Launched by the ICRC in April 2006 in conjunction with Electrogaz, this project has demanded an investment of over US$ 200,000. By providing a better supply of drinking water, it will improve the living conditions of people in the area.

The ICRC has worked with local authorities to set up water management committees in the neighbourhoods benefiting from this project, to ensure that the systems last. It has also funded training sessions and provided accounting equipment to help inhabitants run three rural water sources.

The ICRC is planning to complete three other water-supply projects in the east and south of the country this year. The total number of beneficiaries of these projects is estimated to be over 49,000 people.


Cristiano Ronaldo named Ambassador of UEFA EURO 2008™ charity campaign

Geneva/Nyon, 26 March - Portuguese football star Cristiano Ronaldo has been named ambassador for the UEFA EURO 2008™ Score for the Red Cross online fundraising campaign that kicks off today. Internet users will be able to help their favourite side win the title of “Most Humanitarian Team” by purchasing virtual goals on They will have the chance to win attractive prizes including tickets to UEFA EURO 2008™ games. The winning team will be announced on 6 July.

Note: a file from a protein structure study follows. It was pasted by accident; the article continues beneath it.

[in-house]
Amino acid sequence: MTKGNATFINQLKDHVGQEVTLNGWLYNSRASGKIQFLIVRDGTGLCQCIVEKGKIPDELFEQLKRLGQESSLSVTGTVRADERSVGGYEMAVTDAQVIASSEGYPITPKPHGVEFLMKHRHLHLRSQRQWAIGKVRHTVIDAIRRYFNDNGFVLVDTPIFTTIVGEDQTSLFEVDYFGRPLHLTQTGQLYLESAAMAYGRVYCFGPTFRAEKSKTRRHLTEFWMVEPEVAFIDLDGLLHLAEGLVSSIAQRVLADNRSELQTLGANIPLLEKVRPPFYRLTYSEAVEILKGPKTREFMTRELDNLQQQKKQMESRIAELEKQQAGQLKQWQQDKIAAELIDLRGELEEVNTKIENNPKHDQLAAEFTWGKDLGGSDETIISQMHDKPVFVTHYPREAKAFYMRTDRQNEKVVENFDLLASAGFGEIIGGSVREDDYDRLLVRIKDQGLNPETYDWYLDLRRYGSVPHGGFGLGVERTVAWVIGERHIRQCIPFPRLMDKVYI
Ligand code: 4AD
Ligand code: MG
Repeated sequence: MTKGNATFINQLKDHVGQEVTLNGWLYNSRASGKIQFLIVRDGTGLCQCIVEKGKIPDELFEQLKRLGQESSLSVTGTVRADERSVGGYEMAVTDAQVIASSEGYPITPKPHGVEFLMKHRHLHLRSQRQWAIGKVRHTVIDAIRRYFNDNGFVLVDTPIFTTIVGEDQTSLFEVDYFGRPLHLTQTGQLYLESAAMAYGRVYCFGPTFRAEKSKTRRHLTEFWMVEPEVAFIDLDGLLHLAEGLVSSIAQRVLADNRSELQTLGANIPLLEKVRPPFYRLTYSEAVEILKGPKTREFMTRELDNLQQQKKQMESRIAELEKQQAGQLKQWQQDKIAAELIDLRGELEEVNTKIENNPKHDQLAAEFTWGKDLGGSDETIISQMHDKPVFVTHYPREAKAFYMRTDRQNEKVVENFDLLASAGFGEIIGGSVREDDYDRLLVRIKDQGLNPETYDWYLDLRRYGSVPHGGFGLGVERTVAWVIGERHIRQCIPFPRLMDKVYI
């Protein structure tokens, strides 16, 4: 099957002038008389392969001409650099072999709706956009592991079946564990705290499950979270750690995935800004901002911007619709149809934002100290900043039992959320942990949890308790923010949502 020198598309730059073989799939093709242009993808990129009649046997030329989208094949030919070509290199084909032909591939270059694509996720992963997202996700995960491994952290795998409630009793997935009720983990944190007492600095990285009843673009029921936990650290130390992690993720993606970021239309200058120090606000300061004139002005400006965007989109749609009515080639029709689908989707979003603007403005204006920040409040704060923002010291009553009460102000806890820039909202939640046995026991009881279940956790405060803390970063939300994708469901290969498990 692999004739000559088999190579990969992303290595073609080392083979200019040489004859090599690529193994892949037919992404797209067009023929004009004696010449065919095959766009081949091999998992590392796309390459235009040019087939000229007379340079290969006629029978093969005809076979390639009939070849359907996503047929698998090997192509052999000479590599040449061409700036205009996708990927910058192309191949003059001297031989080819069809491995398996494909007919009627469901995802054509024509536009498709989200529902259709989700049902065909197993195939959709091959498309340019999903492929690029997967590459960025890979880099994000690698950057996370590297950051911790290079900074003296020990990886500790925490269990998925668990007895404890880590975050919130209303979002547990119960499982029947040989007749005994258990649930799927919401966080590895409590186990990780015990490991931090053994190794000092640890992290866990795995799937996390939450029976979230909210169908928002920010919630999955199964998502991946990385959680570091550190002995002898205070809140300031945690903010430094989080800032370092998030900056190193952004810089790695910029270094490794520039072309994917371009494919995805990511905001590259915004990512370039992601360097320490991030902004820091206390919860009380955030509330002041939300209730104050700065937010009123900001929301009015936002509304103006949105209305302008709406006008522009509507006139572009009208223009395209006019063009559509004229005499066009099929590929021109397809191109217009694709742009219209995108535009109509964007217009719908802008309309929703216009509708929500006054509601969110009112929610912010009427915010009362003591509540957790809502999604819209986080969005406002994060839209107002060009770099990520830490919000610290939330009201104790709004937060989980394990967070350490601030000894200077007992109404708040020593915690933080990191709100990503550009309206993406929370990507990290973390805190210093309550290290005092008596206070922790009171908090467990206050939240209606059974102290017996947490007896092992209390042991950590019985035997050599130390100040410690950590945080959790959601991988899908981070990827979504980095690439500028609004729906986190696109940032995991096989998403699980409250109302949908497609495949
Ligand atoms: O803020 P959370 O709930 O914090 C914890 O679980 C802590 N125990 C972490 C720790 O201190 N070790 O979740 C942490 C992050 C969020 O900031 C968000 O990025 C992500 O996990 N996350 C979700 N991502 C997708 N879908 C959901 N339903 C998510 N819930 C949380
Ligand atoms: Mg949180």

The Score for the Red Cross campaign, jointly organized by the Union of European Football Associations (UEFA) and the International Committee of the Red Cross (ICRC), will benefit landmine victims in Afghanistan by providing them with artificial limbs, physiotherapy and vocational training. (...) “The great thing about this campaign is that everyone is a winner when it comes to giving and receiving”, said Ronaldo. “The website offers football fans a chance to have fun, while making a difference. What could be better than that?”. (...)

A series of friendly football matches are due to take place across Europe tonight. Before the matches, many national football teams, together with their National Red Cross Societies, will publicly show their support for the Score for the Red Cross campaign.

UEFA will also donate €4,000 to the ICRC for each goal scored during the UEFA EURO 2008™.


CARE distributes tools and seeds in Bolivia to boost recovery from disaster

25 March - CARE is distributing farming tools, seeds and fencing materials to nearly 30,000 people in the Bolivian province of Chuquisaca in order to boost recovery from the severe floods that have swept the nation, killing 73 people and affecting nearly half a million others.

The central province of Chuquisaca has been particularly hard-hit, losing more than 60 percent of its agricultural production to the floods. More than 13,500 acres of corn crops have been destroyed (5,508 hectares), devastating the lives and livelihoods of the majority of the people in the province. (…)